Editorial: Why are the Cleveland Indians withholding their top name-change options?


The Cleveland Indians recently announced that they’d narrowed down the list of possible new team names to 1,198.

What are those names? They’re not saying.

What is the timeline to cut back that list? They’re not saying. Will the public get the final 100 names so they can register preferences? The team isn’t saying.

In fact, this process seems to have gotten as opaque as it can be. Granted, as cleveland.com sports reporter Joe Noga noted in a recent analysis, a lot is riding on this name change — from the money entailed in changing everything about the team’s branding to fan loyalty to positive momentum for the future.

But, still, fans want a voice. Why can’t they have one?

The Cleveland public and the Indians fan base keep offering ideas. And some who are wedded to keeping the Indians name have started speculating (or hoping) that this long, drawn-out, name-change odyssey will end in keeping the name or some variation thereof.

Couldn’t the Indians push the process of change — and of public opinion — through more transparency? Instead of 1,198 mystery names, what about 100 current “best-of” names, put out for public review and comment? Why be secret?

In today’s hypercompetitive branding world, it’s true that speculators have already rushed to apply for the trademarks for popular options, including the Cleveland Spiders and Cleveland Baseball Team. Publishing a list of finalist names could tip the team’s hand and prove costly.

But it could also be argued that most of the top prospects are out there, anyway, at least in speculation land, while giving fans a say will help them feel invested in leaving behind a team name that feels like a family member they’ve grown up with.

Our Editorial Board Roundtable offers its thoughts: More transparency, or stick with the Indians mystery naming process?

Thomas Suddes, editorial writer:

Very likely this was lawyered to block pre-emptive use by third parties of the baseball team’s potential trademarks, service marks or copyrights. Sports-related or -themed merchandise is a huge business, and the team surely wants to protect its potential profits — for the team’s owners, not for outside interests.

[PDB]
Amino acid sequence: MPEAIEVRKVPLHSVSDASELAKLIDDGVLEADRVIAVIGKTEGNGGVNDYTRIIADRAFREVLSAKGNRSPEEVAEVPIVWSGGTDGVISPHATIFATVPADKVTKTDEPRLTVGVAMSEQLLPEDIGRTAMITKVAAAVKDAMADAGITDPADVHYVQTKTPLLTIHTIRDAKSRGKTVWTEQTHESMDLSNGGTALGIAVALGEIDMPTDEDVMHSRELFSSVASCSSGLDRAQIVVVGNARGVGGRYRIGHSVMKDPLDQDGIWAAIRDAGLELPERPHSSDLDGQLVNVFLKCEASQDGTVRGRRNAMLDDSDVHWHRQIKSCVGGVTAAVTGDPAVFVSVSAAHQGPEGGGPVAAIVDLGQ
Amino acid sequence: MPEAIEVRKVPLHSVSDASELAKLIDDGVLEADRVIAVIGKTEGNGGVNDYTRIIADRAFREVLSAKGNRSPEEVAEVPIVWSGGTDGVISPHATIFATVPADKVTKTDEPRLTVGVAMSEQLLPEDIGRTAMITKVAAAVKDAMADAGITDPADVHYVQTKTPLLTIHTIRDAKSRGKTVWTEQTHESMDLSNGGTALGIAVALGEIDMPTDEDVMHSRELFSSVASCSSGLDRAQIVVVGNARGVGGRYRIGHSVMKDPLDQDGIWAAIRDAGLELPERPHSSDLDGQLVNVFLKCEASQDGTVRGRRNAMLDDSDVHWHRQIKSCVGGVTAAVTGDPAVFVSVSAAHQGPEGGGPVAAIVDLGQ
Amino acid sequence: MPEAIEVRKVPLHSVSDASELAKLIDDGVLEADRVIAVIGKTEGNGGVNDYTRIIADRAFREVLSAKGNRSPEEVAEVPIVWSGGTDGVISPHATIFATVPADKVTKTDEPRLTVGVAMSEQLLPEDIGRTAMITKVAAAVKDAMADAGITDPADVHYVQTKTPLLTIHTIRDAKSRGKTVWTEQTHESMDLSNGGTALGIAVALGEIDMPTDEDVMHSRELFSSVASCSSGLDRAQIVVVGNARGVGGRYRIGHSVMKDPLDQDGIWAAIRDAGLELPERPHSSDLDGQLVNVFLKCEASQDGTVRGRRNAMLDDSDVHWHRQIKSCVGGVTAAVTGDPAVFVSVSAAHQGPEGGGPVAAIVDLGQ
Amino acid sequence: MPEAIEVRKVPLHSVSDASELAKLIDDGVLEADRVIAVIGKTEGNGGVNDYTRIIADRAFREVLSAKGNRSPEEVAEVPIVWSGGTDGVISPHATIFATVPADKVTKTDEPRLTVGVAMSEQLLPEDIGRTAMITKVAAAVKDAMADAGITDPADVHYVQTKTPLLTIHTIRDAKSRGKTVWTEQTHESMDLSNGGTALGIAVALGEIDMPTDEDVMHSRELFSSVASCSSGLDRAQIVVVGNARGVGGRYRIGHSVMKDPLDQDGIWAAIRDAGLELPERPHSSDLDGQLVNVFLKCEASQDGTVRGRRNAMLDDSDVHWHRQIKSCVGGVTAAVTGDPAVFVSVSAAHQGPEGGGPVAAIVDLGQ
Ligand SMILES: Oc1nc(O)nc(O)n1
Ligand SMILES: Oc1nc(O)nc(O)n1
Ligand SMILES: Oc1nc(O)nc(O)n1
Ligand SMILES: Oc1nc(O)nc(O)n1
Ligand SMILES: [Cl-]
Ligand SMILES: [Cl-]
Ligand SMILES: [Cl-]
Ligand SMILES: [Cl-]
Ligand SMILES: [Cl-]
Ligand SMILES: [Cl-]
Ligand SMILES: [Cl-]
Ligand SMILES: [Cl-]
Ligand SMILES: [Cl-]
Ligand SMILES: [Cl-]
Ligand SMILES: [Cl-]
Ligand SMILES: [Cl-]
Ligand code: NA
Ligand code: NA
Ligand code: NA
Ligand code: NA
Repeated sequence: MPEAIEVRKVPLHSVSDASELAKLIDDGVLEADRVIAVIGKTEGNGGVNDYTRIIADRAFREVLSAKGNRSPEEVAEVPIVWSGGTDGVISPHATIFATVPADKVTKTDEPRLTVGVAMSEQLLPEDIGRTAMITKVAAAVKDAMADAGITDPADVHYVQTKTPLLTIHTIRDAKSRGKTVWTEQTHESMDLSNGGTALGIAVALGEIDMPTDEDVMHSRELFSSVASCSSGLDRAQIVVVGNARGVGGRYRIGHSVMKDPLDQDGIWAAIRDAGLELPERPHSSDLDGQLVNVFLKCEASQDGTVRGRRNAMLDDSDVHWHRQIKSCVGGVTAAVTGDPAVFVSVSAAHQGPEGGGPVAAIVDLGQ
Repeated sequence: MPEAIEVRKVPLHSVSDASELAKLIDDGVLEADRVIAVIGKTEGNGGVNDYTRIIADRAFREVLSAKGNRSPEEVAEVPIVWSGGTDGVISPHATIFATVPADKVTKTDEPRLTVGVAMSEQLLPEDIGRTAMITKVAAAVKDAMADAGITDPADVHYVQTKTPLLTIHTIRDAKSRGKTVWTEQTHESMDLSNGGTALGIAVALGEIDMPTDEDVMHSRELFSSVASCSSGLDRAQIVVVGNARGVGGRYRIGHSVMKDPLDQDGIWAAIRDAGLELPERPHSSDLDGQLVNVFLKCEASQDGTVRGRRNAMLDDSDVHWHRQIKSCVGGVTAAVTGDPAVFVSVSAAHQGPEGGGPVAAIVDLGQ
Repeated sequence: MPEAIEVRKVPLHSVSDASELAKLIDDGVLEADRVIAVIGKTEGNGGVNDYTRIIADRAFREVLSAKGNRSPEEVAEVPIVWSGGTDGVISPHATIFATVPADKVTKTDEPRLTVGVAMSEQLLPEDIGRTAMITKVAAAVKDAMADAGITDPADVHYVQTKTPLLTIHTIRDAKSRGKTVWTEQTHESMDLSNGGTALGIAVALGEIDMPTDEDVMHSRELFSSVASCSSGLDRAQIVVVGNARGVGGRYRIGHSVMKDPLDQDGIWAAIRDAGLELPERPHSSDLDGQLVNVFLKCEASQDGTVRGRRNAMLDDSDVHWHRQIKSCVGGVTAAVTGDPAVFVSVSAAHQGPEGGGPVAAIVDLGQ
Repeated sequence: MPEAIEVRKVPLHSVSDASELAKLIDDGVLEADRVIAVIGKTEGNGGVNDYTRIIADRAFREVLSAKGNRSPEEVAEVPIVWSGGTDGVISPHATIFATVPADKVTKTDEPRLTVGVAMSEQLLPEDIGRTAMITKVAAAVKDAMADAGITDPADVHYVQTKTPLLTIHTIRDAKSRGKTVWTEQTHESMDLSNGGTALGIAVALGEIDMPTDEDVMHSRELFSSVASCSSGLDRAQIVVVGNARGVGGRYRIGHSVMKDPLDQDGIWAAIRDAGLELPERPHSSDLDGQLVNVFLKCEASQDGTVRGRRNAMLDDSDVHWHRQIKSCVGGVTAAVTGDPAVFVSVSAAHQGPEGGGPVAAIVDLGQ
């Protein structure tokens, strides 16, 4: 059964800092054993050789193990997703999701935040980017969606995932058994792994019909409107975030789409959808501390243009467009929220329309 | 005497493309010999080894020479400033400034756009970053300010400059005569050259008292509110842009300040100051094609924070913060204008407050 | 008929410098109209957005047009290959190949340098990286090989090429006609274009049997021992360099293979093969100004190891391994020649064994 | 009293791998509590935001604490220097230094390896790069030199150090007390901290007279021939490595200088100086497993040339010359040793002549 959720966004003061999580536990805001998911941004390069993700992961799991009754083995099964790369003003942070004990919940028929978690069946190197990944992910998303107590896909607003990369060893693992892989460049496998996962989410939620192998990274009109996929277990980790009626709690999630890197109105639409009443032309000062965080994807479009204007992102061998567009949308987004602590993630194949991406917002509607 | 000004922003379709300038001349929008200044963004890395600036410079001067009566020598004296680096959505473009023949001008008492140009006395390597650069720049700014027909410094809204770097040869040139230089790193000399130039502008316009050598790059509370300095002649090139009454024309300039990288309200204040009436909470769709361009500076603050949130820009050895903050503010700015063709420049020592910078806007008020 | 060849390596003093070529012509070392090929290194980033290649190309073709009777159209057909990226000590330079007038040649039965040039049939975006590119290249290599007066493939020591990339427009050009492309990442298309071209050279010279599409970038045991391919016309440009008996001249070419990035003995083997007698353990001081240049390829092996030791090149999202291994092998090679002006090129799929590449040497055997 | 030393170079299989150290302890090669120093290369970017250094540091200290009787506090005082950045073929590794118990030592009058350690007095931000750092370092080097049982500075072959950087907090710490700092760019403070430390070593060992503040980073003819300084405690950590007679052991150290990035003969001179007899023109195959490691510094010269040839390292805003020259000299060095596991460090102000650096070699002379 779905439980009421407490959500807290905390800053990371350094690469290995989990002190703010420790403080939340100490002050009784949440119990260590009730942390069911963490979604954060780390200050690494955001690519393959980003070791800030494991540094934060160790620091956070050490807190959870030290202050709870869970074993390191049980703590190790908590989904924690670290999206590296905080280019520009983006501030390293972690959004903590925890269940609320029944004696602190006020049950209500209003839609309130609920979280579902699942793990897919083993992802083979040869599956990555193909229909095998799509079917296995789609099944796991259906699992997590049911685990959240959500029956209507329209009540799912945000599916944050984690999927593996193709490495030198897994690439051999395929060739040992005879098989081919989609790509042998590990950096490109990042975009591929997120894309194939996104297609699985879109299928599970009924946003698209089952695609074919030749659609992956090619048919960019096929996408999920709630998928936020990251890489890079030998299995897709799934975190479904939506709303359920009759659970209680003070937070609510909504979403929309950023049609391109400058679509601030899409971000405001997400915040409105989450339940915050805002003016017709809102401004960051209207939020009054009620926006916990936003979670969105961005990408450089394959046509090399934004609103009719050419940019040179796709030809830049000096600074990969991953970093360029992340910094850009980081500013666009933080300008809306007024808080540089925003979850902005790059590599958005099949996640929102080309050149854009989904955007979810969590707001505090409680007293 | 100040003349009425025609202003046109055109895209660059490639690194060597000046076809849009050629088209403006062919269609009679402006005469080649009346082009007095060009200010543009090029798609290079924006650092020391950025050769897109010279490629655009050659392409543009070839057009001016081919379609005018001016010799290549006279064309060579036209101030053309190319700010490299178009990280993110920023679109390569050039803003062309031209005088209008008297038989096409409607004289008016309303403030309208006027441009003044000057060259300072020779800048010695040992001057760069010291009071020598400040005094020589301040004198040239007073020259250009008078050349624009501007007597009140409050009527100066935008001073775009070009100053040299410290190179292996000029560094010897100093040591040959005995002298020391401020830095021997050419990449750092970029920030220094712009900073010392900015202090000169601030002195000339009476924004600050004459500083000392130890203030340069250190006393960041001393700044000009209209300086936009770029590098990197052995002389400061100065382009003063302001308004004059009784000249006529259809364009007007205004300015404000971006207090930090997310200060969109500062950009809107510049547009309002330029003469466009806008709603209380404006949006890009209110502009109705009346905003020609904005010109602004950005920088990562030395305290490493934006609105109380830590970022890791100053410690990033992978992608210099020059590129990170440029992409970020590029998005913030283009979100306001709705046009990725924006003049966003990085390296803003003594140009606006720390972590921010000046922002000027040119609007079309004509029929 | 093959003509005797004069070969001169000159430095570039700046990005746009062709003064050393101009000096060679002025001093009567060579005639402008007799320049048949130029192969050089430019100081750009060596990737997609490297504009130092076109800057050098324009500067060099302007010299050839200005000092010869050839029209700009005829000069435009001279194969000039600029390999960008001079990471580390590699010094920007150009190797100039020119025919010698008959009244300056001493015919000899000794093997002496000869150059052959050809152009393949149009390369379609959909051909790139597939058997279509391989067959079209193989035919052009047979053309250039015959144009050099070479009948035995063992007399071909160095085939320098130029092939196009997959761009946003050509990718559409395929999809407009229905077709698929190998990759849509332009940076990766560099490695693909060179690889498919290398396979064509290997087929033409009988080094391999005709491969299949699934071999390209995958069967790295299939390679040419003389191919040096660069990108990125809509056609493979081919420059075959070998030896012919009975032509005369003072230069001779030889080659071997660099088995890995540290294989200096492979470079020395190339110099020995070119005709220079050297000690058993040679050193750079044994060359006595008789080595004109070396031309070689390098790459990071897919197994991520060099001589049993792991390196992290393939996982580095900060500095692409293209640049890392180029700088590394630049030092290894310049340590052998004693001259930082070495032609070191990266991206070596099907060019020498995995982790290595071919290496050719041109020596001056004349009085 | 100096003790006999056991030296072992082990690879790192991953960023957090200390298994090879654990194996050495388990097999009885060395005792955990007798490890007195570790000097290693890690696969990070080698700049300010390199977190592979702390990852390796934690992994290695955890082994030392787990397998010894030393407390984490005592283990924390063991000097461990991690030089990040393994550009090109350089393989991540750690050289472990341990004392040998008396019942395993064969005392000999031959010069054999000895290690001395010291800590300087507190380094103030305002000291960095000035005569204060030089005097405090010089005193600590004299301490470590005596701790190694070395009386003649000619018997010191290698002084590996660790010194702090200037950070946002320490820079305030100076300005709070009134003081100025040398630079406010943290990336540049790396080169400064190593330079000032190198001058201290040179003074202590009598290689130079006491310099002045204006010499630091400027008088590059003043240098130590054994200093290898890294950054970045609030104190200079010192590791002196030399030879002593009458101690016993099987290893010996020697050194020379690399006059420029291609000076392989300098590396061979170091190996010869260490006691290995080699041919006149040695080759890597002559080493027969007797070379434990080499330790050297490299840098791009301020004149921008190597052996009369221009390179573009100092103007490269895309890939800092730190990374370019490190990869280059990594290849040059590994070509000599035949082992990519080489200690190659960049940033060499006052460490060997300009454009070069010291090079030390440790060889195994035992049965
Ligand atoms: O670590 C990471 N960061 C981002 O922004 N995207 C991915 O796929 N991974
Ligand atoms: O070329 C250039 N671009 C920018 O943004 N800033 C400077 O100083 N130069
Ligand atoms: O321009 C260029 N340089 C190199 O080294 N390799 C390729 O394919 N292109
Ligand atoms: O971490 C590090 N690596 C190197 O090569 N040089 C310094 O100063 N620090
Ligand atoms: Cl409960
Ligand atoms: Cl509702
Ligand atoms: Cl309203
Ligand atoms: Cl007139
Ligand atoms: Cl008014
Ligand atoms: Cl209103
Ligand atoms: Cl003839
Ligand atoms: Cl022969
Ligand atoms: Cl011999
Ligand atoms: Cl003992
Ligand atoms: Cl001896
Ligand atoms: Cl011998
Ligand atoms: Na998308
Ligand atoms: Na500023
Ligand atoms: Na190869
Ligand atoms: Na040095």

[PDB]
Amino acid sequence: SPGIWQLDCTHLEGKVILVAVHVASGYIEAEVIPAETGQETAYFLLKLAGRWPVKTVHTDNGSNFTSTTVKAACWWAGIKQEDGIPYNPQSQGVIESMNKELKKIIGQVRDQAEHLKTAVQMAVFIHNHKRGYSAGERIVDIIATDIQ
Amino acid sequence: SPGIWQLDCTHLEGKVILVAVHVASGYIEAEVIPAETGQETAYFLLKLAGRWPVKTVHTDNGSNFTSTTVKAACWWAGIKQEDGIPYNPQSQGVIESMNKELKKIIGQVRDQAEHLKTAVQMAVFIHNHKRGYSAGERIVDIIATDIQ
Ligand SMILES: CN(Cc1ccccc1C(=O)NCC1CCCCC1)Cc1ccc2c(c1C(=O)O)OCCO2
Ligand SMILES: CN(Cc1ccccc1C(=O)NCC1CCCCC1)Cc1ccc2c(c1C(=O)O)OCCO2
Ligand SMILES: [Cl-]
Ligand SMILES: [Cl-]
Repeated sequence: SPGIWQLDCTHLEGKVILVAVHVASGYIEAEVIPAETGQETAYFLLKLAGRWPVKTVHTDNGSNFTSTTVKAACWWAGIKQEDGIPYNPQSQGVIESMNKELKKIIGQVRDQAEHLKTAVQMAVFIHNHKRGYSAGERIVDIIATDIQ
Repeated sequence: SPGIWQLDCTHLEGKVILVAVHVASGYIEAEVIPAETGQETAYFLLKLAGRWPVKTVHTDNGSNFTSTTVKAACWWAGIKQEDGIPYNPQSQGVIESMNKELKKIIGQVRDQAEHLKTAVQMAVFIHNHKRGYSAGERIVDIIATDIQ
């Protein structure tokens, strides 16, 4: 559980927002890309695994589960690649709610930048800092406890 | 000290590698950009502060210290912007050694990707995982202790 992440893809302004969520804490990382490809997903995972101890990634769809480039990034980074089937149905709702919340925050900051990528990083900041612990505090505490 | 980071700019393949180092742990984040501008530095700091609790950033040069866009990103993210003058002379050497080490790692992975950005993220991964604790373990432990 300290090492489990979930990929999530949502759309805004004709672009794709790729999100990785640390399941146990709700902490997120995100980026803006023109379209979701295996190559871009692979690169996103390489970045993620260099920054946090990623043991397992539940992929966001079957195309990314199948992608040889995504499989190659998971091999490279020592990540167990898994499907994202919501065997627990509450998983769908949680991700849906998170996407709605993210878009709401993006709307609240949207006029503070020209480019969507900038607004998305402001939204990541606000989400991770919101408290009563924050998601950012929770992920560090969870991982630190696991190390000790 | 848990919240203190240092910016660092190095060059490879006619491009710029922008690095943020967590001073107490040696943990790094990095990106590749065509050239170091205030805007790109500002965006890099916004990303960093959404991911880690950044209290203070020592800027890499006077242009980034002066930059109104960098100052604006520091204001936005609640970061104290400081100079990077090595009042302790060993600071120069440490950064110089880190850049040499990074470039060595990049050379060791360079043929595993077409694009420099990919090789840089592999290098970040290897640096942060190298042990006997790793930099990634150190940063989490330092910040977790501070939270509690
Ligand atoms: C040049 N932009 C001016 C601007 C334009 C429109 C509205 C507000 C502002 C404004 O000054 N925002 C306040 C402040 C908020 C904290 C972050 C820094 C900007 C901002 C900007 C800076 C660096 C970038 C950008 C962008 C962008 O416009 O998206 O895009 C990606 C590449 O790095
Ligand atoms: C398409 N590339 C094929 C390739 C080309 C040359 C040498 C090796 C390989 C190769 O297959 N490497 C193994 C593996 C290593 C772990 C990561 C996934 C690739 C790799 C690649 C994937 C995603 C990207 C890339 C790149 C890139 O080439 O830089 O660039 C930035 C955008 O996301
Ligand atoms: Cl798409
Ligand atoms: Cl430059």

Ted Diadiun, columnist:

I find this entire process too depressing to devote much time to it. Almost 1,200 options? Are you kidding me? Building the decision around the ideas of artists, musicians and chefs? With all due respect, are you kidding me? I don’t care how many suggestions they come up with, my vote for the name is the same: How about “Indians?”

Victor Ruiz, editorial board member:

The team and ownership seem sincere and committed to do what is right, so I have no doubts that the name change will occur. This is a case where we must trust the process, and trust that they will keep their promise to change the name.

Lisa Garvin, editorial board member:

A list of 1,200 names means they are casting about wildly for a new team identity without the necessary vision or courage. In their quixotic quest to be all-inclusive, the Indians will end up pleasing no one while erasing a 120-year-old legacy. Might as well change the name to the Cleveland Milquetoasts and be done with it.

Mary Cay Doherty, editorial board member:

The Indians gave a small but vocal group outsized influence in the decision to jettison the current name. Now, at the very least, the team’s revenue-generating fans deserve a say in selecting the new name. Whittle the list internally, then let fans weigh in on top-tier choices. As a leadoff hitter, transparency just might score this process’s go-ahead run.

Elizabeth Sullivan, opinion director:

The Indians have to show their cards sometime. Do they really want to wait until they’ve made an internal decision, then spring that name on fans whose views have been pointedly excluded from the process — loyal Cleveland baseball fans made to feel irrelevant and disrespected? No. A lot more transparency is needed in this process.

— Cleveland Plain Dealer, June 12